Navigating a Nation with Abortion

Navigating a Nation with Abortion
This entry is part 2 of 4 in the series A Political Series

I’m **talking about politics** as much as religion in this series. At least on the surface. Feel free to move along to something more innocuous (like [dwarf bunnies]( if you don’t want to enter this quagmire with me.

Why I’m Pro-Life

So what about issues that are driven by my faith? Well, let’s look at the big hot topic: abortion.

I am pro-life because the message of the Cross is that every person is loved by God and should be loved and served by His followers. Yes, individuals often distort and ignore passages of Scripture to produce something more amenable to their own worldview, but I can’t see anything but love and value of individuals (Christians or not) to be found in the teachings and life of Christ Himself.

Yet critics raise a valid point when confronted with a political movement that carries the “pro-life” banner on matters of abortion but doesn’t seem to apply that stance to other social arenas. Even within the confines of the abortion debate, there are reasonable questions. In his blog post, Rev. Rasmussen captured this well:

Can I hope and pray that Planned Parenthood will be defunded because it
obscures better options in favor of convenient ones (perhaps even
profitable) and not be put into a corner with a red elephant? And at
the same time can I see that defunding as a complete failure if it’s not
backed by churches willing to adopt, mentor and support women in crisis
pregnancy situations, and fund clinics that offer comprehensive health care?

How can we cling to the sanctity of life if we do not treat mothers with the same value we expect them to give their unborn children? How can we expect others to make sacrifices based on our political/religious ideals if we cannot make sacrifices ourselves? How can one cite God’s love for the defenseless unborn as the motivation for the hatred one spews at mothers visiting abortion clinics?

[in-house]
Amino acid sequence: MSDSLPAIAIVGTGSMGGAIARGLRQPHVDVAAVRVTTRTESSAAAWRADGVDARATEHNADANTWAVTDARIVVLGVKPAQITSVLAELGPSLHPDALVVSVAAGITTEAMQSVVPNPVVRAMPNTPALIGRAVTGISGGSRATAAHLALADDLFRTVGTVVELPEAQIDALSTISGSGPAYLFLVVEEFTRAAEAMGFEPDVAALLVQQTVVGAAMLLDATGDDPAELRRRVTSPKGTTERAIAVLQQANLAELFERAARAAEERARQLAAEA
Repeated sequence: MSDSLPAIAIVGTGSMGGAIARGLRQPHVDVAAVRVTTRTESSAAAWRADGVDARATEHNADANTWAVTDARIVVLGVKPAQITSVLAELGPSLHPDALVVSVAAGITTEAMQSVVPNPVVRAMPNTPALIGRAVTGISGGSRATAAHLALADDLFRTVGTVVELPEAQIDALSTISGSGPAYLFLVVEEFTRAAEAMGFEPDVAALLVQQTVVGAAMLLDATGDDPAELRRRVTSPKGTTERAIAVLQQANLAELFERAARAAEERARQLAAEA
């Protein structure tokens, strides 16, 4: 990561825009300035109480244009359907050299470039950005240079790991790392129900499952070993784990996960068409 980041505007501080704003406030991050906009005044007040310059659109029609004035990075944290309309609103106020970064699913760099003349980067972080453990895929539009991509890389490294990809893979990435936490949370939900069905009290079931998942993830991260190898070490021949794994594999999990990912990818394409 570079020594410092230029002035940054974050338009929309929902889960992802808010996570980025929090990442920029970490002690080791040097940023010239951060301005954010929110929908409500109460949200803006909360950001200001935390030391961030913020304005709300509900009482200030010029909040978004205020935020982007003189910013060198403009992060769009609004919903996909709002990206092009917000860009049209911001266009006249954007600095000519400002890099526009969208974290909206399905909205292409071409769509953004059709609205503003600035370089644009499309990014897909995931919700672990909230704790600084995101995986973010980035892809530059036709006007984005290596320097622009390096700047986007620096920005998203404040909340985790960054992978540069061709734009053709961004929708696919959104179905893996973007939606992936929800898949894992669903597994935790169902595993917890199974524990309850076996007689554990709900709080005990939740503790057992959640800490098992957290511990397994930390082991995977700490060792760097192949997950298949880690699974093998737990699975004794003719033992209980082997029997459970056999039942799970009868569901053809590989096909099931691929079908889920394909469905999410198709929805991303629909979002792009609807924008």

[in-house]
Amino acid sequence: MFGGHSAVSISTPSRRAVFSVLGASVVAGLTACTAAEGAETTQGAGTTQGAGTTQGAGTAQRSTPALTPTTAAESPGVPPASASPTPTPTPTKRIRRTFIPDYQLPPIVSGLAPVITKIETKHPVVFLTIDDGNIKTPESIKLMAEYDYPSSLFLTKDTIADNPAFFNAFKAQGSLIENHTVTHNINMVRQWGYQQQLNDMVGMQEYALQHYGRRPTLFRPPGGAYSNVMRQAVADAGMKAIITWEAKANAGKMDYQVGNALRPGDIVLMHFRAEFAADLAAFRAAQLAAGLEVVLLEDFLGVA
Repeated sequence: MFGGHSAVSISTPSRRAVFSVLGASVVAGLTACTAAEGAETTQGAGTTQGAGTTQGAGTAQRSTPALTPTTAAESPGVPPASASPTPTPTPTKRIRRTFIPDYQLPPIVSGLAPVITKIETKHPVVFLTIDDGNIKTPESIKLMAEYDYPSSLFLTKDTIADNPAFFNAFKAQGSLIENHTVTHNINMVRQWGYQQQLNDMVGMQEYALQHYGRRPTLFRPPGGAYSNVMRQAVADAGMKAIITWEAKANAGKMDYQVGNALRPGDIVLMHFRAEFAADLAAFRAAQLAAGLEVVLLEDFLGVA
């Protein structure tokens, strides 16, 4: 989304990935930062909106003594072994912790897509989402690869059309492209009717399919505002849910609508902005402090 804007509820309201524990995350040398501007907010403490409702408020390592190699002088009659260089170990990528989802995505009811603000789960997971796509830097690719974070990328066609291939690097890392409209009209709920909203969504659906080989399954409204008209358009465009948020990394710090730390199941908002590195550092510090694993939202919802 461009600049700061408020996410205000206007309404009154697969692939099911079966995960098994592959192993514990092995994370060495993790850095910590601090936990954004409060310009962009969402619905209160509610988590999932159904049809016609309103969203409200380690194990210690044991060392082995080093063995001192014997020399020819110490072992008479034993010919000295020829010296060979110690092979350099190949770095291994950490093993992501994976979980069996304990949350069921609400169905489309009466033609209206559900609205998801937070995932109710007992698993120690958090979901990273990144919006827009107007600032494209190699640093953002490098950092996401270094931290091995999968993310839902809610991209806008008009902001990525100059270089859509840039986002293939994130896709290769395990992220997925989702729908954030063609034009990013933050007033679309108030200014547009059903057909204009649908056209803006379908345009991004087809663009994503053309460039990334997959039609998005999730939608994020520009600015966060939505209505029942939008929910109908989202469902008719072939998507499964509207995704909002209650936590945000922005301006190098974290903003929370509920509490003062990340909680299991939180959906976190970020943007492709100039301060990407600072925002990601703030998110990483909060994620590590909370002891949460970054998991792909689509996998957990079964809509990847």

A Personal Subject

And this is personal for us, too. Clara and I desperately want to adopt a little girl. It’s a calling we’ve both felt and discussed since before we married.

My criminal history places some very specific obstacles in that path (no international adoption, for example), but many are ambiguous as well. I don’t yet know if/when we’ll find an adoption agency that will be willing to place a child with us.

Nonetheless, we’re very ready to do our part to make a difference in the life of at least one child. So I find myself emotionally invested in this subject.

Additionally, Clara was very close to being aborted herself, like so many would-be siblings. The great love of my life, the mother of my amazing children… almost never existed because her parents were not economically stable enough, emotionally strong enough, or even merely sober enough to raise children. Good reasons to have an abortion, many say. And much of the joy in my life would be gone.

Still, when I strive to remain objective, I can grudgingly see why pro-choice advocates hold so little regard for some of the pro-life movement.

Considering the Opposition

You’re roughly 8 times more likely to get struck by lightning in your lifetime than adopt a child.

When I see so many thousands of unadopted children in America, I can see why the critics of the pro-life movement have doubts. Only 61 out of every 100,000 adults in the US choose to adopt. You’re roughly 8 times more likely to get struck by lightning in your lifetime than adopt a child. Even if we assume that only pro-lifers adopt children (44% of Americans, according to a Gallup poll a couple of years ago), that means that one out of every 65,000 pro-life advocates adopt in a year (based on 2014 census data for population. We can trim that down even further by considering adoptive parents don’t repeat their effort annually, and there are lots of technical flaws in these calculations anyway. Any statisticians reading this are likely cringing as they read this.